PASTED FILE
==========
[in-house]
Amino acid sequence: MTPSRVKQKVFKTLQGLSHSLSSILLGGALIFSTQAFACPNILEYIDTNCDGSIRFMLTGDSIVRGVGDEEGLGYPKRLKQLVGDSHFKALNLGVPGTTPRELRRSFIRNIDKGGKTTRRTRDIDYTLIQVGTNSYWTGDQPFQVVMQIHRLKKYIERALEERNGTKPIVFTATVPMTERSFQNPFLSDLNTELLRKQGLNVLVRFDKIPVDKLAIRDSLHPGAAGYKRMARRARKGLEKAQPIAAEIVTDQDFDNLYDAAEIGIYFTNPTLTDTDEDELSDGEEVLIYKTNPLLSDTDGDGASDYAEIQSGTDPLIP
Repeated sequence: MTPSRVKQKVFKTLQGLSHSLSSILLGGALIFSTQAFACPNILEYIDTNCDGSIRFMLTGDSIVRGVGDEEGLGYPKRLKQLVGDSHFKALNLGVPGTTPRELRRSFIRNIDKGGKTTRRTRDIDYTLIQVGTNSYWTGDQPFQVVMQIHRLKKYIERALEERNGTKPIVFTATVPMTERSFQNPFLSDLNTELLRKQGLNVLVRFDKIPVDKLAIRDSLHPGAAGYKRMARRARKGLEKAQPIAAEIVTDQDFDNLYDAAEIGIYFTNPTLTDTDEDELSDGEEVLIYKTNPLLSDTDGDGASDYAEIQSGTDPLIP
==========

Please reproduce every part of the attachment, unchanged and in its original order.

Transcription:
[in-house]
Amino acid sequence: MTPSRVKQKVFKTLQGLSHSLSSILLGGALIFSTQAFACPNILEYIDTNCDGSIRFMLTGDSIVRGVGDEEGLGYPKRLKQLVGDSHFKALNLGVPGTTPRELRRSFIRNIDKGGKTTRRTRDIDYTLIQVGTNSYWTGDQPFQVVMQIHRLKKYIERALEERNGTKPIVFTATVPMTERSFQNPFLSDLNTELLRKQGLNVLVRFDKIPVDKLAIRDSLHPGAAGYKRMARRARKGLEKAQPIAAEIVTDQDFDNLYDAAEIGIYFTNPTLTDTDEDELSDGEEVLIYKTNPLLSDTDGDGASDYAEIQSGTDPLIP
Repeated sequence: MTPSRVKQKVFKTLQGLSHSLSSILLGGALIFSTQAFACPNILEYIDTNCDGSIRFMLTGDSIVRGVGDEEGLGYPKRLKQLVGDSHFKALNLGVPGTTPRELRRSFIRNIDKGGKTTRRTRDIDYTLIQVGTNSYWTGDQPFQVVMQIHRLKKYIERALEERNGTKPIVFTATVPMTERSFQNPFLSDLNTELLRKQGLNVLVRFDKIPVDKLAIRDSLHPGAAGYKRMARRARKGLEKAQPIAAEIVTDQDFDNLYDAAEIGIYFTNPTLTDTDEDELSDGEEVLIYKTNPLLSDTDGDGASDYAEIQSGTDPLIP